Stillwater's Eli Krahn led runners in the 3200-meter run final (ELIZABETH FLORES/Star Tribune)
A victorious Eli Krahn of Stillwater smiled as he jogged toward his likewise beaming coach Scott Christensen, a peaceful moment Friday in a mercurial season for two passionate competitors.
Krahn, a sophomore, sprinted away from a strong field in the 3,200-meter run with a little more than one lap remaining. He won the event in a time of 9:00.08 at the Class 2A state track and field meet at Hamline University.
Last spring at state, Krahn took second in the 3,200 and then won the 1,600 in a national freshman record time. But injury and illness slowed an anticipated strong follow-up season and turned Krahn and Christensen against each other at times.
“We were fighting like cats and dogs because we’re both impatient people,” Christensen said.
They worked well together on Friday. Krahn followed Christensen’s advice and stayed with the lead group until 600 meters remained. Then he separated himself from defending 3,200 champion Obsa Ali of Richfield, Hamline Elite Meet 3,200 champion Joey Duerr of Chaska, top seed Joe Klecker of Hopkins and eventual runner-up Zack Benning of Hastings.
Christensen and Krahn agreed their struggles at times were nothing personal. The tension ultimately provided good energy.
“He and I have our ups and downs throughout the year,” Krahn said. “When we do well, we’re best buddies.”
Chanhassen senior Emily Castanias noticed an overall body ache starting with about two laps to go in the girls’ 3,200 run. But she told herself, “No matter how much pain I was in, the last 800 couldn’t be too bad.”
Castanias, who will compete for the Gophers, won the race in a personal best time of 10 minutes, 28.58 seconds. She overcame an iron deficiency that had threatened to derail her promising career. On Friday, she outlasted Alexandria twins Bethany and Megan Hasz, the top two finishers in the state cross-country meet last fall.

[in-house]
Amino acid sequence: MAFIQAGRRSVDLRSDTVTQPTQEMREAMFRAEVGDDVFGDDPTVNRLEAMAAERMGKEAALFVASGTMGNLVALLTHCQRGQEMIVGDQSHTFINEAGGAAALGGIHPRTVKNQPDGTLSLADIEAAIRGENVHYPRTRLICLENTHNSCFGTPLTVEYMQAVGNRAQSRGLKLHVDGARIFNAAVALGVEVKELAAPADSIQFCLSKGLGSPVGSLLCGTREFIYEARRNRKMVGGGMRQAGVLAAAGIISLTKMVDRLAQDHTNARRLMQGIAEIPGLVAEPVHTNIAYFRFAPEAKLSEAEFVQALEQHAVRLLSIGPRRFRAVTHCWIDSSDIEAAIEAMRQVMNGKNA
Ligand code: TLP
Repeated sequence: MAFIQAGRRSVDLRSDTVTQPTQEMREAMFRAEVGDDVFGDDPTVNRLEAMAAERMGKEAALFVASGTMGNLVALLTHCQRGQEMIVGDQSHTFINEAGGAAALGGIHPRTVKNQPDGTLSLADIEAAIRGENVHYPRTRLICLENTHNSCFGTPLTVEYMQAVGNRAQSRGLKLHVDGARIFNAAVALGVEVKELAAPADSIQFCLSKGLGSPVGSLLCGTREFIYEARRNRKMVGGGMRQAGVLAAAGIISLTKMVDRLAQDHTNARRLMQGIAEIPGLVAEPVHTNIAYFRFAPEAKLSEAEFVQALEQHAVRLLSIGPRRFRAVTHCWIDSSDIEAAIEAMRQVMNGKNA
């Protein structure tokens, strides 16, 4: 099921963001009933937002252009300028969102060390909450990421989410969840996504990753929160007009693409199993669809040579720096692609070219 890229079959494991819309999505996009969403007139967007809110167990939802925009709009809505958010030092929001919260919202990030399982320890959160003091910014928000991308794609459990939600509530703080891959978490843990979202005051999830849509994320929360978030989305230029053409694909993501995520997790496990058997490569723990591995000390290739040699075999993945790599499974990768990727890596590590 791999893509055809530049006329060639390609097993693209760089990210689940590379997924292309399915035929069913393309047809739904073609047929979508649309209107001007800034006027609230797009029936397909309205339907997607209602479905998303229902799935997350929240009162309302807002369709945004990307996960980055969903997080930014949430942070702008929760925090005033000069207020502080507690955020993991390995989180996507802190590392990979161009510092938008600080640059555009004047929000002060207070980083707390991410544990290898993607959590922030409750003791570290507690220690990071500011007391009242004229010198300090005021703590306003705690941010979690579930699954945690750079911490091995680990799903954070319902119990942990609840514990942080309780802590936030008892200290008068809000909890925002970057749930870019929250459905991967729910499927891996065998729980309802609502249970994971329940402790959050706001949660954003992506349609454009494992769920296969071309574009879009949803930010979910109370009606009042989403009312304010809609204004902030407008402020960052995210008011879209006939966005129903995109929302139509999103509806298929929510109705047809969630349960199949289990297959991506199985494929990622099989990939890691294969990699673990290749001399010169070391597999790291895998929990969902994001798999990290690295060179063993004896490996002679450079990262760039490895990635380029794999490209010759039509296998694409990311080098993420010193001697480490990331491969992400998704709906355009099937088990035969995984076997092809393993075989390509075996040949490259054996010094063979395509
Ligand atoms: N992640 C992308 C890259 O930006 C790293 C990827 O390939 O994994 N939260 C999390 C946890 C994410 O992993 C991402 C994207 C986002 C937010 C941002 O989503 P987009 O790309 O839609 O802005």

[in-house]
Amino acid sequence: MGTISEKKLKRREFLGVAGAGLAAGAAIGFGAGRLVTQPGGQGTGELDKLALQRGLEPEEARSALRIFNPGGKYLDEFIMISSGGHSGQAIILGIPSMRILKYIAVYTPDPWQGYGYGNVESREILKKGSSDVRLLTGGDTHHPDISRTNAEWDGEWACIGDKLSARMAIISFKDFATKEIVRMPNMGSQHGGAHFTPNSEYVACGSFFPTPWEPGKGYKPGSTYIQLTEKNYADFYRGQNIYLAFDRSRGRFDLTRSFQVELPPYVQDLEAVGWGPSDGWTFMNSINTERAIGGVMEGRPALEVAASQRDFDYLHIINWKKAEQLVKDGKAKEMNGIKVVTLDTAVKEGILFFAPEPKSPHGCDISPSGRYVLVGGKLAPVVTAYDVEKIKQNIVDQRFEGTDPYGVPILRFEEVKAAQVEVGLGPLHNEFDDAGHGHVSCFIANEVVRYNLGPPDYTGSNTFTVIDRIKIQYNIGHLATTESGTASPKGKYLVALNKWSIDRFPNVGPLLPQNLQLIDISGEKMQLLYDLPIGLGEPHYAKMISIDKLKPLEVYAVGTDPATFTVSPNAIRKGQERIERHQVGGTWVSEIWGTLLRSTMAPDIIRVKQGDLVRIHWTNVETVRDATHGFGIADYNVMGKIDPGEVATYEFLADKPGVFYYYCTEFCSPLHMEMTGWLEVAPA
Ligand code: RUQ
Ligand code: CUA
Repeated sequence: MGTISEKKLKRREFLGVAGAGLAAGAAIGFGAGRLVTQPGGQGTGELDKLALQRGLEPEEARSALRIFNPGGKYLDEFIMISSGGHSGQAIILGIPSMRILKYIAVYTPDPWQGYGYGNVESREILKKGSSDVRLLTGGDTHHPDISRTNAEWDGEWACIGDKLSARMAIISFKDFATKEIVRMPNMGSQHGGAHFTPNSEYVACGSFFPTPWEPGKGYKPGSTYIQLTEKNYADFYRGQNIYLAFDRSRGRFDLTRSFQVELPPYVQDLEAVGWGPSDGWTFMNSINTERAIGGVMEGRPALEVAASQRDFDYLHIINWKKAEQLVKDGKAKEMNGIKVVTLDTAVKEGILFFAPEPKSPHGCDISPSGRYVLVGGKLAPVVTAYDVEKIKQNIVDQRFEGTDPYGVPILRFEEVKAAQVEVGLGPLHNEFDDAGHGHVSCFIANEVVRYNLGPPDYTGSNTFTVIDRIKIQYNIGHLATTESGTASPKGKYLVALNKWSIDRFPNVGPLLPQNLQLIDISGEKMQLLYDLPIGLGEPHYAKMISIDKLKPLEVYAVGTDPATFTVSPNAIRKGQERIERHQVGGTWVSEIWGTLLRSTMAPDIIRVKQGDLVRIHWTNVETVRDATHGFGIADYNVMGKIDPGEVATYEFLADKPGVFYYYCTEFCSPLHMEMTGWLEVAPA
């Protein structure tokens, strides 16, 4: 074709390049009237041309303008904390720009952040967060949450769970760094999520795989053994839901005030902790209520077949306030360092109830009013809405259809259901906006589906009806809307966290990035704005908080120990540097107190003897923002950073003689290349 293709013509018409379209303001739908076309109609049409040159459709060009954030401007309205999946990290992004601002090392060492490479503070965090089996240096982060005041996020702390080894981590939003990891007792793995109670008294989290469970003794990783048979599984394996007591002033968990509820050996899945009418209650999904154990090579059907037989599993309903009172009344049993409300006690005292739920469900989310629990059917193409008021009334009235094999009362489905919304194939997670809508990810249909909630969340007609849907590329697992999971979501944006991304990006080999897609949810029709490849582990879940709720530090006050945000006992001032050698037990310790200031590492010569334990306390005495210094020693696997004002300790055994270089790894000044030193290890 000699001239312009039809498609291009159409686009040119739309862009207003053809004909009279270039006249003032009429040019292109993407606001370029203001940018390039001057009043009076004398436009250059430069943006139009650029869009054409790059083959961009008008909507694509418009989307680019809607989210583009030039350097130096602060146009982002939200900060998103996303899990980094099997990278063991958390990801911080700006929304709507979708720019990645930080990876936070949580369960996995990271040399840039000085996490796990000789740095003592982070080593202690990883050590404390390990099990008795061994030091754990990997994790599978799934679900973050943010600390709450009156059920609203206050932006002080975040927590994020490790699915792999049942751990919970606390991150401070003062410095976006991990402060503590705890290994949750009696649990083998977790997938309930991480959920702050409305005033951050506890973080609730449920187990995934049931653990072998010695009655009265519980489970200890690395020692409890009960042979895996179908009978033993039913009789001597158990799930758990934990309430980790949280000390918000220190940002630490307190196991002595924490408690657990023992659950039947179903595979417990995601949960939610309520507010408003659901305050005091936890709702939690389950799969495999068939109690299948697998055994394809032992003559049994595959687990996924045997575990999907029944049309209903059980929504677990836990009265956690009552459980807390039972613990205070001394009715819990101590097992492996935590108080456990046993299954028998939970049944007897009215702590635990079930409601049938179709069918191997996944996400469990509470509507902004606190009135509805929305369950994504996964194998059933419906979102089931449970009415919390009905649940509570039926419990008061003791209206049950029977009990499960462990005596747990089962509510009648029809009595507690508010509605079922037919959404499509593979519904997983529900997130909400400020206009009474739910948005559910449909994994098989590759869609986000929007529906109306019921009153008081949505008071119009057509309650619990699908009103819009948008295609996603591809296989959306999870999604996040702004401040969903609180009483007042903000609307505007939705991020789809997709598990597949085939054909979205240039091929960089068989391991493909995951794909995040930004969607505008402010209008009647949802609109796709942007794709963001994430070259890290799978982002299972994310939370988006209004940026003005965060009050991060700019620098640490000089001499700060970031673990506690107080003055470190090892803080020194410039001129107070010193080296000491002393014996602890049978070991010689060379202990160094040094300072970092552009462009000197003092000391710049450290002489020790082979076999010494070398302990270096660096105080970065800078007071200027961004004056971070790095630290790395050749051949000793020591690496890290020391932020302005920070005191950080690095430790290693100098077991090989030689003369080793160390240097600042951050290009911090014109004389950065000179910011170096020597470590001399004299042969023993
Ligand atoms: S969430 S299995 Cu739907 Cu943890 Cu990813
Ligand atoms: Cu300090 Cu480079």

Ribbons without records
Minnetonka senior Mia Barron and Kasson-Mantorville junior Taylor Wiebke each won individual state championships but could not push their all-time record marks farther.
Barron defended her long jump title with a mark of 19 feet, 1½ inches, well below her record of 19-10. Wiebke reached the top of the podium for the first time with a high jump of 5-9. Her best is 5-11.
Barron can earn additional blue ribbons Saturday. She’s the top seed in triple jump (39-11¾) and anchors the Skippers’ second-seeded 4x100 relay.
Hopkins senior Terrance Bowers went above and beyond to defend his triple jump championship. His mark of 48-2 was more than two feet better than last spring (45-9¾). “It’s great to see him in the 48-foot club,” Royals coach Nick Lovas said. “He’s now 11th all-time and that’s pretty exclusive company.”
Athletes to watch
Saturday’s finals include title defense attempts for sprinters Shaheed Hickman of Hopkins (100) and Akeem Sirleaf of North St. Paul (200). Both must hold off Robbinsdale Armstrong sophomore Evan McClellon, the second seed in both events.
Cretin-Derham Hall’s dynamic duo of sophomore Brieasha Hunter and senior Megan Linder are set to duel for the title of state’s fastest female. Hunter holds the top finals seed in the 100 and 400. Linder, third in the 100 and second in the 400, also holds the second seed in the 200, one spot ahead of Hunter.
Blaine junior Alexandria Williams won the 100 hurdles preliminaries in a meet-record time of 14.22 seconds. She aims to lower her all-time mark of 14.21 seconds in Saturday’s finals.
Top 1A performers
Future Gophers basketball player Carlie Wagner won the high jump with a leap of 5-6.
St. Croix Lutheran of West St. Paul junior Jon Tollefson returns to defend his 110 and 300 hurdles titles. He is the top seed in the 110 for Saturday’s finals and third in the 300 behind Minnehaha Academy senior Samuel Lundquist.
Jia Lewis of Minneapolis Edison is the No. 1 seed and her sister Jada is seeded third in the girls’ 100 finals.
Minnehaha Academy junior Jonathan Webb has the top time (49.33 seconds) heading into the 400 finals.